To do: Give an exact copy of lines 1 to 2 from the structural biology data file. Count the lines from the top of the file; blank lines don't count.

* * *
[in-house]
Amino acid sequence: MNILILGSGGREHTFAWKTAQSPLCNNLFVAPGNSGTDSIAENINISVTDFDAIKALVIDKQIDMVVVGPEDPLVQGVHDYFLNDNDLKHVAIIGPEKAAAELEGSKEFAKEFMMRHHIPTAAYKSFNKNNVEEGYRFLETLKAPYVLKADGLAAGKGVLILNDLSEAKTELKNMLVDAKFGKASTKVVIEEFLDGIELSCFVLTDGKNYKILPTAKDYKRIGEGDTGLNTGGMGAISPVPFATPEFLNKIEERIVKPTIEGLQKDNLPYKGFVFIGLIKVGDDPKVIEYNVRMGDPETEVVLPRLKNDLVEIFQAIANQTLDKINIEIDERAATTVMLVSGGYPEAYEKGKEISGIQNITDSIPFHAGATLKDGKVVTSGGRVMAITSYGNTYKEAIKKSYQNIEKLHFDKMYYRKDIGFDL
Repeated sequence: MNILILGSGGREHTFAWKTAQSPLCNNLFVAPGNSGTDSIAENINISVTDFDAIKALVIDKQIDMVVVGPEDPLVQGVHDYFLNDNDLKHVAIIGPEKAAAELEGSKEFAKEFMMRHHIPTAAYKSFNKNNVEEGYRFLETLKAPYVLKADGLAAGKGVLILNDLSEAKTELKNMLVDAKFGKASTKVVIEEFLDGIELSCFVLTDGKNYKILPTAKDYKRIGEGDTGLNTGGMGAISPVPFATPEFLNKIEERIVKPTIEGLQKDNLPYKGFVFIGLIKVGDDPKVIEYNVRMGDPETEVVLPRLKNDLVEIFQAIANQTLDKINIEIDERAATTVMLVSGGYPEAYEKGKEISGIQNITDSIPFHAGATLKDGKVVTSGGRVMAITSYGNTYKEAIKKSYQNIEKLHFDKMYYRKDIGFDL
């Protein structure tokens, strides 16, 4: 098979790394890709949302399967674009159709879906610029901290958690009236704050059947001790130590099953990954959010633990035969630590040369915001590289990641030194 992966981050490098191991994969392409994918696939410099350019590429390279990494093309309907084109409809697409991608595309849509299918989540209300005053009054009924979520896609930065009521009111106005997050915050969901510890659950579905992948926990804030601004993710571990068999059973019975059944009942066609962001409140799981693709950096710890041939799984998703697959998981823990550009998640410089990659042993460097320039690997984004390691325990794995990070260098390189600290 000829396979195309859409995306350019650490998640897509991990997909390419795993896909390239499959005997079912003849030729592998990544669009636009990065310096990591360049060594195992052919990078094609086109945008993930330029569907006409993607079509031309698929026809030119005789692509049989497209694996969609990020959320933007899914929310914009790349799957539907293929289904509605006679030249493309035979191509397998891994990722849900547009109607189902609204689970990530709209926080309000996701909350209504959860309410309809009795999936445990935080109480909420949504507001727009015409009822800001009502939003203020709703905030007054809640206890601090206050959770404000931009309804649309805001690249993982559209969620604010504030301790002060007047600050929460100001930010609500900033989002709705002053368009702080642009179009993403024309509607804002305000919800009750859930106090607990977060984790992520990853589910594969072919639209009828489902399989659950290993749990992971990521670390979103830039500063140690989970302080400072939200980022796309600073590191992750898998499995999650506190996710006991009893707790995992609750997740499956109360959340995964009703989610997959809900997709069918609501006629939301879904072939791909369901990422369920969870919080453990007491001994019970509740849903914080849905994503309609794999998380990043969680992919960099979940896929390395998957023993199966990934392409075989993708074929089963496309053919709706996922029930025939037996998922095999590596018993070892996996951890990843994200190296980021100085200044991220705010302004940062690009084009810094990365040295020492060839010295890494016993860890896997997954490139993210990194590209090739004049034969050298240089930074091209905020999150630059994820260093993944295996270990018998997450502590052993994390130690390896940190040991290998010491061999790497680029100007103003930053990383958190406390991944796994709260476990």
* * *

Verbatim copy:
[in-house]
Amino acid sequence: MNILILGSGGREHTFAWKTAQSPLCNNLFVAPGNSGTDSIAENINISVTDFDAIKALVIDKQIDMVVVGPEDPLVQGVHDYFLNDNDLKHVAIIGPEKAAAELEGSKEFAKEFMMRHHIPTAAYKSFNKNNVEEGYRFLETLKAPYVLKADGLAAGKGVLILNDLSEAKTELKNMLVDAKFGKASTKVVIEEFLDGIELSCFVLTDGKNYKILPTAKDYKRIGEGDTGLNTGGMGAISPVPFATPEFLNKIEERIVKPTIEGLQKDNLPYKGFVFIGLIKVGDDPKVIEYNVRMGDPETEVVLPRLKNDLVEIFQAIANQTLDKINIEIDERAATTVMLVSGGYPEAYEKGKEISGIQNITDSIPFHAGATLKDGKVVTSGGRVMAITSYGNTYKEAIKKSYQNIEKLHFDKMYYRKDIGFDL